The boards say they are just responding to market demand and sixth formers are not interested in the period between Roman Britain and the reign of William the Conqueror (1066-1087). Instead, pupils study Tudors and early Stuarts, 19th-century history or, most frequently, Hitler and Stalin.
Last year, only 120 out of 11,000 candidates entered for the OCR exam board's A-level history exam answered questions on the Anglo-Saxons.
But Robin Nonhebel, a history teacher for 28 years at St Benedict's in Ealing, west London, accused the board of neglecting Britain's cultural heritage, which "has withered on the vine of commercialism". Mr Nonhebel said he has no difficulty interesting students in Alfred of Wessex (871- 899) and Ethelred the Unready (978-1016). This year, 23 of 36 history students in his lower sixth have opted for medieval history.
According to board officials, however, the likes of Mr Nonhebel are an endangered species and Anglo-Saxon history at A-level has been in its death throes for decades. A spokesman for the OCR board said: "Even in the Seventies and Eighties, it was unusual to study this period so people who were educated then and who are now teachers are often not equipped to teach it.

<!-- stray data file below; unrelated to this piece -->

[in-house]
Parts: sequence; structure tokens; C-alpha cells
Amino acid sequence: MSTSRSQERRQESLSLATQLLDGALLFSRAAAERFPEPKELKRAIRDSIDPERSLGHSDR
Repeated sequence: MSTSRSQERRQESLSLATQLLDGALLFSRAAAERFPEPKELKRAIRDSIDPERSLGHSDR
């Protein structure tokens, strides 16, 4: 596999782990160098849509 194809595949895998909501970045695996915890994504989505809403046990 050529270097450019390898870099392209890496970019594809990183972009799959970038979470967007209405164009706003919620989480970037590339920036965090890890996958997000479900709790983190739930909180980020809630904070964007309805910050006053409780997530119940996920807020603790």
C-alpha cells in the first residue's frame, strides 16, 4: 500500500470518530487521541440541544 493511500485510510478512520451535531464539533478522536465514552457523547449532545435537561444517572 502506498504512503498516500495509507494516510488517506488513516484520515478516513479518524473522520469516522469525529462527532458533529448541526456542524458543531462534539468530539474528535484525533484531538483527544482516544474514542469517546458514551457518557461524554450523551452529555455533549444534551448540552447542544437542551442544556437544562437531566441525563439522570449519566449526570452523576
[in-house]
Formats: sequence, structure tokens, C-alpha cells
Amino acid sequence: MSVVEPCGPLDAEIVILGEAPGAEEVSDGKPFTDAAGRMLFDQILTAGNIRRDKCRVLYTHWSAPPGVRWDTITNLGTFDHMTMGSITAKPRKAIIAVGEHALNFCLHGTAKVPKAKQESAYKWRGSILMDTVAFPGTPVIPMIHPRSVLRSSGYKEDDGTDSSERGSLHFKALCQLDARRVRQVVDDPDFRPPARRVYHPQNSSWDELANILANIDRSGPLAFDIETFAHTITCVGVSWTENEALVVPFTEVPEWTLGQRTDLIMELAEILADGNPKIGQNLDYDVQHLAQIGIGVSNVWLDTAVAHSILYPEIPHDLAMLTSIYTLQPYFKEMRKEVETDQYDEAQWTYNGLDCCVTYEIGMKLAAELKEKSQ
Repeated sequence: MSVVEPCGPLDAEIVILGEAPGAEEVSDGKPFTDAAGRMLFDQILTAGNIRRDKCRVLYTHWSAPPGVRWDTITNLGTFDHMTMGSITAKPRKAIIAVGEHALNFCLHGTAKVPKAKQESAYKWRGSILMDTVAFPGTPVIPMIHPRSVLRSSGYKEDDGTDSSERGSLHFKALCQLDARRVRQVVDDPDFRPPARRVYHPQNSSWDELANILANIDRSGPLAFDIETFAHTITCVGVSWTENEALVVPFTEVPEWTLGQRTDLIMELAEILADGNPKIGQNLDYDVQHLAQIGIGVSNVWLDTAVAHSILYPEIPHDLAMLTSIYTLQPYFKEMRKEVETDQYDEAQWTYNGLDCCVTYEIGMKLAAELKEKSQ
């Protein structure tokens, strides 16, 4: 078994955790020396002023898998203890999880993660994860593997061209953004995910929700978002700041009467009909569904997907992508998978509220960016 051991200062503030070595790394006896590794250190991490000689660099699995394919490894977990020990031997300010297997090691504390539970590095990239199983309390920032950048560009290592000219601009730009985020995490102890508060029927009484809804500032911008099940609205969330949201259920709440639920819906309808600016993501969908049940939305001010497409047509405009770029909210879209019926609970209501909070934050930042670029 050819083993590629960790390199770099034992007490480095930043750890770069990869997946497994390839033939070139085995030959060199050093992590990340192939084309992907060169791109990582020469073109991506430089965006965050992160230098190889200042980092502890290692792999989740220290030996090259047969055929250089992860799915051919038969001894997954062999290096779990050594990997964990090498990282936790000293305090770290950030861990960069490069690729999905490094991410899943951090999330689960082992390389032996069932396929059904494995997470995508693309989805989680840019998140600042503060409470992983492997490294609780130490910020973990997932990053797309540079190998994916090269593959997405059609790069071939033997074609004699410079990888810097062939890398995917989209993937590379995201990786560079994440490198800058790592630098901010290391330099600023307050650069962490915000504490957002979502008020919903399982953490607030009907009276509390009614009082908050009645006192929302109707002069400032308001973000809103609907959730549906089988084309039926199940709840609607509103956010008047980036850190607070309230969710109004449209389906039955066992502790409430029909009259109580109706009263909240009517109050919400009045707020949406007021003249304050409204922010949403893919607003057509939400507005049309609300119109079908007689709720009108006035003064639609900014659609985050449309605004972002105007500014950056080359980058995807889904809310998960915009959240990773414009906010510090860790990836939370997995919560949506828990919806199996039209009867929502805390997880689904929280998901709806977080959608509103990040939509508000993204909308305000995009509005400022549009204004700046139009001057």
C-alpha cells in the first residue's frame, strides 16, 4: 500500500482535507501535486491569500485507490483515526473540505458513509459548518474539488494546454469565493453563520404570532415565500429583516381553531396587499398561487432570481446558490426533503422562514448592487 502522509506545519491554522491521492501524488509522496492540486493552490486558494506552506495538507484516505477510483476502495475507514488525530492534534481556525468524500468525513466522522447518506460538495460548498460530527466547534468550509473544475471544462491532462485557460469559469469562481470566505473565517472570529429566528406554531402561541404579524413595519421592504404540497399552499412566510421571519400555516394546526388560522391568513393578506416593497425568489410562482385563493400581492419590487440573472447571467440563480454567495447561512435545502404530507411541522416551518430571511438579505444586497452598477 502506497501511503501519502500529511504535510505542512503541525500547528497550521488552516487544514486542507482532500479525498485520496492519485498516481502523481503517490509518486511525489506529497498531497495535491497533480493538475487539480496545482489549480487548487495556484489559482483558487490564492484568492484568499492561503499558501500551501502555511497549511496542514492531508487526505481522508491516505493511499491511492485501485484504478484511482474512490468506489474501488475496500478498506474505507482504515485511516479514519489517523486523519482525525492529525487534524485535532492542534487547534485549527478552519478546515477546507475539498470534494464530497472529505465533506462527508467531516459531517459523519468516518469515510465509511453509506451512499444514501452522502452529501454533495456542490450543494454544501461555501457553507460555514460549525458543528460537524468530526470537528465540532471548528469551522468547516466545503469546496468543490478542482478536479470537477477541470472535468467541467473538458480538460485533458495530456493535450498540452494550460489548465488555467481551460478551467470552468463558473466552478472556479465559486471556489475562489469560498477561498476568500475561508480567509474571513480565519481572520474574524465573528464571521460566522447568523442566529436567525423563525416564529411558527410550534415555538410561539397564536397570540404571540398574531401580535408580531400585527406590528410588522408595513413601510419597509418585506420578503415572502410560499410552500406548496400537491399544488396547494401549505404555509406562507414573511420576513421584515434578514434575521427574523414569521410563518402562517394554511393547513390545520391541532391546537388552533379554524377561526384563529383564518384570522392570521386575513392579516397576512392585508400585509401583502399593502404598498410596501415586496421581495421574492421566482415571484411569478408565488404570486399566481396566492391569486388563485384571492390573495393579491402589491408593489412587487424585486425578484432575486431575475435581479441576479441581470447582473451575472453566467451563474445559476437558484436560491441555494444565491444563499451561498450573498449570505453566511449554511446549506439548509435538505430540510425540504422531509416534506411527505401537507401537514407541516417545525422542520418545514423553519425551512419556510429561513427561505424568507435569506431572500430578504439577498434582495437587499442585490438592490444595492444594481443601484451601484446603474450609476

"Half the books are out of print and the rest are very expensive. And teachers are finding they can interest more children in doing history by studying the modern period."
The board is proposing a new syllabus, starting in 1042 rather than 300 as at present.
The Assessment and Qualifications Alliance is also dropping Anglo-Saxon history at A-level when new syllabuses come on stream next year, reflecting the lack of demand from schools.
And Edexcel, the only board that will continue to offer syllabuses starting in 800, said that it had only 30 takers, including overseas candidates, for the Anglo-Saxon period last year.
All pupils study English history from the Romans through to modern times in the national curriculum between the ages of five and sixteen.
Mr Nonhebel said: "Pupils should be given the opportunity to study this at A-level. In the long term, if fewer people do this period at A- level then it will die out at university." Pupils now studied 20th-century world history for GCSE. "So it's Hitler, followed by Hitler, followed by Hitler." The academic establishment had a duty to encourage wide-ranging studies.
The Anglo-Saxons period held vital elements in British history, he said, not least the fact that Athelstan, Alfred's grandson, was King of Wessex from 924 and the first King of England from 927-939.Reuse content